Do It Better was a live favourite, a monstrous, circling stomp. Thirty years ago today the group went into Maida Vale studios to record a session for John Peel, putting down versions of Do It Better, Mad Cyril and Tart Tart (broadcast a week later, 28th February 1989). For some reason, despite buying every Mondays single during this period I never bought the Peel Session and don’t have an mp3 of it either. It’s thirty seconds longer with Shaun’s tambourine shaking away and the keyboards leading the groove. Double good.

A Double

In past years on music blogs October 25th was Keeping It Peel Day (October 25th being the day he died in 2004), a day to celebrate the life and music of the man. I remember this largely because October 25th is also my wife’s birthday.

This photograph/meme was doing the rounds a couple of weeks ago and I love it. In the spirit of the meme and for Keeping It Peel Day- Peel supported and loved both bands- I offer you a Joy Division song recorded by New Order in 1998 for a Peel Session.

Isolation

Isolation contains one of Ian Curtis’ most distressing lyrics. The second verse has for a long time seemed to me like where he knew he was moving towards the place he ended up in on 18th May 1980.

‘Mother I tried please believe me,
I’m doing the best that I can.
I’m ashamed of the things I’ve been put through,
I’m ashamed of the person I am’

Musically Isolation is immense, Stephen’s urgent electronic drums, Hooky’s driving bass and Bernard’s keyboards which bring a bit of light into the shade. The second half of the song receives a real shot of adrenaline when the ‘real’ kit and hi-hat come in, propelling it onward. On Closer, Joy Division’s second album, it is a breath of fresh air, a few minutes of aural relief following the claustrophobic, intense and unsettling opener Atrocity Exhibition. If you can ignore the content of the lyrics. The New Order version above is well worth your time, an update and upgrade, a merged musical version of Ally Sheedy and Molly Ringwald, both black and pink.

And happy birthday to Mrs Swiss (Lou), a fan of The Breakfast Club and Molly Ringwald’s dancing.

Watch Out Below

Back in 1983 Echo And The Bunnymen were stung by some of the reviews of their third album Porcupine. In response they started writing again and used a Peel Session to try out some new songs, broadcasting Nocturnal Me, Ocean Rain, My Kingdom and Watch Out Below. Not a bad night’s work I think.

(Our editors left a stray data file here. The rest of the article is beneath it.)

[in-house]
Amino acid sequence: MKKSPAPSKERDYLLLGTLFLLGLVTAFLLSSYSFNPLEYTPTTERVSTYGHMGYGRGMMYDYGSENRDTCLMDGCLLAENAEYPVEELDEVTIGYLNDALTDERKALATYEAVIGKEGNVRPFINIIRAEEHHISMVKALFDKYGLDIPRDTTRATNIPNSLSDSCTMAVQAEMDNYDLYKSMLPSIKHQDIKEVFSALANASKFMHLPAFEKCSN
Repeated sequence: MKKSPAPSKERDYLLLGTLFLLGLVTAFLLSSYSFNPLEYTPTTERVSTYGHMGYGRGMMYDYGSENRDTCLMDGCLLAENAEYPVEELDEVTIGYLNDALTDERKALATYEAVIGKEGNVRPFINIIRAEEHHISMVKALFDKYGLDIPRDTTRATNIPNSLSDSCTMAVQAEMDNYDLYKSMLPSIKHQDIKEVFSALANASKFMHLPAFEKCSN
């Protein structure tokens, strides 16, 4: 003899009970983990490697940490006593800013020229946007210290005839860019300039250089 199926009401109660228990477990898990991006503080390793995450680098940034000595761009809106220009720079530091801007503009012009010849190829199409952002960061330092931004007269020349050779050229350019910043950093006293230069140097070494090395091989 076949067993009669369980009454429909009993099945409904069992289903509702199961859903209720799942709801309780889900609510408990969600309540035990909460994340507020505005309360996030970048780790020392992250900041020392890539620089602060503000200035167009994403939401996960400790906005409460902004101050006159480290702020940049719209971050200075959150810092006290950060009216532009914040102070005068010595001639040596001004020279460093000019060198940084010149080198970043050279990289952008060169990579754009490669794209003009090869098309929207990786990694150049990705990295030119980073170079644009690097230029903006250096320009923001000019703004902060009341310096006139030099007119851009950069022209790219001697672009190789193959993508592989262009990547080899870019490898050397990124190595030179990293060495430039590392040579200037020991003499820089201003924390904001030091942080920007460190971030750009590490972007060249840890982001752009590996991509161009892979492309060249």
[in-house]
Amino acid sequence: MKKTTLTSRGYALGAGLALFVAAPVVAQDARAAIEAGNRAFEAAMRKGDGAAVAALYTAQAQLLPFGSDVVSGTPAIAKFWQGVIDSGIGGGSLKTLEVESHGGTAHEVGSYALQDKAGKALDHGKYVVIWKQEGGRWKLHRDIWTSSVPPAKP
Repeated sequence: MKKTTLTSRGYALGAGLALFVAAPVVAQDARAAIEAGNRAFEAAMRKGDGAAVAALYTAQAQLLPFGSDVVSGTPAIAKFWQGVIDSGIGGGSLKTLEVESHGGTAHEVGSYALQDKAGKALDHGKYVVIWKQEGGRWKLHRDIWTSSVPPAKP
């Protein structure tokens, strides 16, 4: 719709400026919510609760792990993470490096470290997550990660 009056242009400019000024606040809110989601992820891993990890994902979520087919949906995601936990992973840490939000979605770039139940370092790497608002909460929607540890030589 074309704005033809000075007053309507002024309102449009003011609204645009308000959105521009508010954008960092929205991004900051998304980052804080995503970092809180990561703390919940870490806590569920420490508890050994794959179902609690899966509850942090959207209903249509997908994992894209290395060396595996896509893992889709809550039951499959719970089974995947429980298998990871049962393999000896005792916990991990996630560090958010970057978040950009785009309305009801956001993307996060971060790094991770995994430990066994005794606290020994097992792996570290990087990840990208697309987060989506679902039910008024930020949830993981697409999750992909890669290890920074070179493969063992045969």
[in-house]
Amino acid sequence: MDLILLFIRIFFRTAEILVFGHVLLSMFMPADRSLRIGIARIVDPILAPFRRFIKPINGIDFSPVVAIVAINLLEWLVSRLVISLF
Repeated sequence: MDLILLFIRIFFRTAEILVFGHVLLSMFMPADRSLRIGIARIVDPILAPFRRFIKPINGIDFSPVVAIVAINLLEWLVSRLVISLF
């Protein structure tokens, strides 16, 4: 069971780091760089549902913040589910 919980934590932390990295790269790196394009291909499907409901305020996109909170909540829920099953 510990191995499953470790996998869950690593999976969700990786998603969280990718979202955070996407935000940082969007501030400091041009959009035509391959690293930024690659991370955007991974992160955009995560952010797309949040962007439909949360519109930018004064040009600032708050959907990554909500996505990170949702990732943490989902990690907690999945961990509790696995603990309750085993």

Watch Out Below (Peel Session)

Watch Out Below shimmers and glowers, acoustic guitars to the fore. Over time it would gain new words and a new title- The Yo Yo Man. This version with the refrain Watch Out Below fits in with the maritime theme Ocean Rain was developing and the line Mac wails from the title track of ‘The Greatest Album Ever Made’, ‘screaming from beneath the waves’.

Porcupine, for what it’s worth, is a funny album and the criticism of it is partly justified. Out of the first four ‘classic’ lps they made, it comes fourth for me. Despite opening with two of their very best songs (and singles) The Back Of Love and The Cutter it fades after that, too similar in tone, too dour, not enough drama and variation. It’s not a bad album but the one before it (Heaven Up Here) and the one after it (Ocean Rain) are better.

Oh My Darling Who Wants To Be Free?

Valentine’s Day is approaching. In 1977 The Slits turned the punk boys club upside down a little and lyrically turned listeners upside down a lot. Love and Romance is about male possession of women and how relationships can lead to loss of freedom with some killer lines- ‘I’m so glad that you belong to me, oh my darling who wants to be free?’ and ‘loves a feeling and so is stealing’ among them. Not traditionally how song writers approached the subject of love.